Step by Step

tep by Step- members of LLAPA became involved with Step by Step to give voice to concerns including but not limited to : bicycle path/ walking path along Avenue P and 170th Street East.

LINK to more information: Step by Step , Los Angeles County

STEP BY STEP LAKE LOS ANGELES IS FUNDED

WITH GRANT MONEY

NO TAX DOLLARS ARE INVOLVED IN THIS GRANT

By Shirley Harriman 3/21/2018

LLA Step by Step Phase 1 is ready for presentation to the County’s Chief Executive Officer for approval and then on to the Los Angeles County Board of Supervisors to approve.

Step by Step has held several public meetings in the community and many articles in the Lake LA News and Facebook posts. The work has been going on for close to 4 years. There are more projects in the program than space to itemize here. The entire community benefits from this Pedestrian Plan.

A critical part of the proposed infrastructure is traffic control at LLA’s three schools. Each school will have continental striping on the roadway and a rapid flashing beacon system to control motorized traffic during the time students are coming to school and upon dismissal.

Los Angeles County Department of Public Health needs to know how the community feels about the importance of the projects. Your opinion is important.

Please take the survey. Thank you.

Link to take survey


Step by Step Marches On

By Shirley Harriman 3/21/2018

Step by Step Marches On

By Shirley Harriman 3/21/2018

Lake Los Angeles – A meeting of the Lake Los Angeles Step by Step LLA Plan Community Advisory Committee (CAC) was held Tuesday evening March 20 at Sorensen Park.

The main topic of discussion was the Pedestrian Plan Prioritization Methodology. To prioritize is to rank projects for implementation, properly and accurately indicate the needs and vision of the plan as to safety and equity, organize the projects into logical tiers with elements of complexity, implementation responsibility, questions for need of future studies and serves as support for funding application that would underwrite future planning, design and actual construction.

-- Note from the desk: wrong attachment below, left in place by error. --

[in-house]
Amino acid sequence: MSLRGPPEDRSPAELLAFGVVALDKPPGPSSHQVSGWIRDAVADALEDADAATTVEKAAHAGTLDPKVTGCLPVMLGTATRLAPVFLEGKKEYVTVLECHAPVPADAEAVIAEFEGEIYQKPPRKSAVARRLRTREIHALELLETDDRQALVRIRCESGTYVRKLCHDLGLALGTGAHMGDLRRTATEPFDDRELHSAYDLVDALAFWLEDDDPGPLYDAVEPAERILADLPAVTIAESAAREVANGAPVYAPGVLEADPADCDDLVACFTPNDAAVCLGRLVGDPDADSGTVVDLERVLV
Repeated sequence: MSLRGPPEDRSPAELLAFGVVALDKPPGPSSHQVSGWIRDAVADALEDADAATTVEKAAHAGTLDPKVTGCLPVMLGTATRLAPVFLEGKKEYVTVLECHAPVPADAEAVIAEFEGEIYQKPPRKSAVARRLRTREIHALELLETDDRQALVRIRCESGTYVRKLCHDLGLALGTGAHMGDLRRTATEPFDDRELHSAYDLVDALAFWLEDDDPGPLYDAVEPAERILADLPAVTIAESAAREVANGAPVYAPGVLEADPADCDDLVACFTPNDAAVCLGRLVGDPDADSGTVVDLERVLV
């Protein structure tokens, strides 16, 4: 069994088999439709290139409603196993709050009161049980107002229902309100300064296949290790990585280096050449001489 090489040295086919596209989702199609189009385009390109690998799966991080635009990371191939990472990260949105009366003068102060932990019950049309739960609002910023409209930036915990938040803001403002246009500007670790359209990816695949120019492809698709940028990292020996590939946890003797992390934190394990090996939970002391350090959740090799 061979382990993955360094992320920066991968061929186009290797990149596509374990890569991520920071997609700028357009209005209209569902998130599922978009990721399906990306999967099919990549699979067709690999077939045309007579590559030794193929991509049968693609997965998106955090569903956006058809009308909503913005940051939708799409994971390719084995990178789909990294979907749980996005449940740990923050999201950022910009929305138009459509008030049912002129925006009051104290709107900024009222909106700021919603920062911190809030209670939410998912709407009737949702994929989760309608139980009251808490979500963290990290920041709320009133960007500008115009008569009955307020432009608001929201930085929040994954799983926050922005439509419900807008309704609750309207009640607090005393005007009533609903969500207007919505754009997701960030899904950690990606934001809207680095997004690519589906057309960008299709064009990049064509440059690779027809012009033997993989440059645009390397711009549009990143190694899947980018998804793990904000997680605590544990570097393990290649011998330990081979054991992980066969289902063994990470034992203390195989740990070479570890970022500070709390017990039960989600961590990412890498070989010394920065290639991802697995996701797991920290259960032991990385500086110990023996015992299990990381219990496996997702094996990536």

Criteria categories are Focus Community (disadvantaged community status), Public Health, Safety Roadway Classification, Demand, Community Outreach and feasibility. Each criterion has a description attached and determines the maximum possible points. An example would be: Project is located in an area with a median income less than 80% of the statewide median (<$49,191). Project is in an area that is among the most disadvantaged 25% in the state, according to CalEnviroScreen.

Breaking it down, these are the results:

Focus Community 10% of total, Public Health 10% of total, Safety 25% of total, Roadway Classification 5% of total, Demand 20% of total, Community Outreach 10% of total and Feasibility, 20% of total = 100%.

Joining the CAC was Erika Schwerdt representing the Spanish speaking residents of LLA and Jenny Mendez as an active LLA community member.

Erika Said, “I will be posting surveys for specific questions that I will run through the Project Coordinator Miguel Ramos first to get more Spanish speakers involved; and that includes the Spanish speaking elderly and disabled. I am also reaching out to the special needs community to make sure they get involved in the outreach process.” To draw more community involvement and include everything possible is the goal.